Prepare for the worst: On Omicron response

Policymakers must take the Omicron threat seriously and increase testing

Updated - January 01, 2022 09:14 am IST

Published - January 01, 2022 12:02 am IST

The Omicron variant is galloping across the U.S. and many countries in Europe at a pace never seen since the pandemic began. If the United States set a new record of fresh cases on a single day on December 27 with over 0.54 million cases, the seven-day average is at 2,40,400 cases a day, a 60% increase compared to the previous week. At least seven countries in Europe — Britain, Denmark, France, Greece, Italy, Portugal and Spain — are witnessing a similar trend this week. The World Health Organization said the number of COVID-19 cases recorded globally shot up by 11% last week (December 20-26) compared with the previous week, while the number of new deaths stayed nearly the same as the previous week. But globally, the weekly new cases are close to but yet to surpass the peak witnessed in the last week of April 2021. The sharp increase in daily cases is not surprising given the highly infectious nature of the Omicron variant. It is estimated that it spreads nearly three times faster than the highly transmissible Delta variant. While Omicron has emerged as the dominant variant in a few countries, it has not completely displaced the Delta variant. The twin threats from the two variants are responsible for fresh cases reaching record numbers in many countries. The Omicron variant has a superior ability to cause breakthrough infections in fully vaccinated people and also cause reinfections in people who have been previously infected. Early data from South Africa and the United Kingdom suggest a reduced risk of severe disease requiring hospitalisation particularly among those fully vaccinated and previously infected. But it is still too early to draw conclusions as there is an inevitable lag between infection and hospitalisation, and the protection offered by vaccines against Omicron in older and other vulnerable populations is still not clear.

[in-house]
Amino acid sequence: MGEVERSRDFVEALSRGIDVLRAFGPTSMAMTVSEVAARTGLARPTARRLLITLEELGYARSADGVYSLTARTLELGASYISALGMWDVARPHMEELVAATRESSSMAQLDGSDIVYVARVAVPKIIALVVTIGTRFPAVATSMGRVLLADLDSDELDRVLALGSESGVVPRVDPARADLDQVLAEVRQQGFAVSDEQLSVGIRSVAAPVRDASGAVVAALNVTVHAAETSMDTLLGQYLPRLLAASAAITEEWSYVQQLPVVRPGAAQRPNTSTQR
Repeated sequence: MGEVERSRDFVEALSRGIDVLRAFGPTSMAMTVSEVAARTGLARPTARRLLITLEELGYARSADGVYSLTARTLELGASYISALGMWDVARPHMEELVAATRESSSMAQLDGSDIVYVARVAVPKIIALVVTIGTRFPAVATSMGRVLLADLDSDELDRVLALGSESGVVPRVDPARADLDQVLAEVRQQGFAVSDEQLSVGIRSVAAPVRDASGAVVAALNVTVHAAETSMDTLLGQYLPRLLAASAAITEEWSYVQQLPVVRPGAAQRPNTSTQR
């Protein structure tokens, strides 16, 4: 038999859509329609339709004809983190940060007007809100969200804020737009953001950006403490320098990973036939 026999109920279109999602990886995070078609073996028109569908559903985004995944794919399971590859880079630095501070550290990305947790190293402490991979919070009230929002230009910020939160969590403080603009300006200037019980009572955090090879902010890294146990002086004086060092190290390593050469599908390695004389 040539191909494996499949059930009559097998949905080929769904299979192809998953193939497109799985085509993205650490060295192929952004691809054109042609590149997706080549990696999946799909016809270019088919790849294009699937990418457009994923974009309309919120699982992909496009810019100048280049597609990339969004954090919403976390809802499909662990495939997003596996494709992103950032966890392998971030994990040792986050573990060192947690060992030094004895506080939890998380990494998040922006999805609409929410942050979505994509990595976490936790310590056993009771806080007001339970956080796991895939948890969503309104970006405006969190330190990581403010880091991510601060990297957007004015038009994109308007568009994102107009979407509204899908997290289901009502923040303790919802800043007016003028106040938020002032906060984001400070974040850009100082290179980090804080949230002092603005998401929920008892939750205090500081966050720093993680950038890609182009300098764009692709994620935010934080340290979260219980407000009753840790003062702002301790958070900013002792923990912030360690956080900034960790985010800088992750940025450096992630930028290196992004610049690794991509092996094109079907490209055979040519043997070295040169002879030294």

India has been witnessing a surge in cases in many States. As in the case of the first two waves, the increase in cases is currently seen in large cities. The total number of Omicron variant cases reported in India is inching closer to 1,300 and has already been reported from 22 States. There is no reason to believe that the variant will behave differently in India. The highly transmissible nature of the variant and its ability to cause breakthrough infections and reinfections, and the fact that people with no travel history or contact with international passengers have tested positive for the virus should alert policymakers to take the Omicron threat seriously. The first step in addressing this concern is to increase the daily testing numbers and adopt a dual RT-PCR testing strategy — testing all positive samples with a kit containing the S-gene target — before sequencing for Omicron detection. India should not repeat the same mistakes committed during the second wave by allowing the virus to spread widely.

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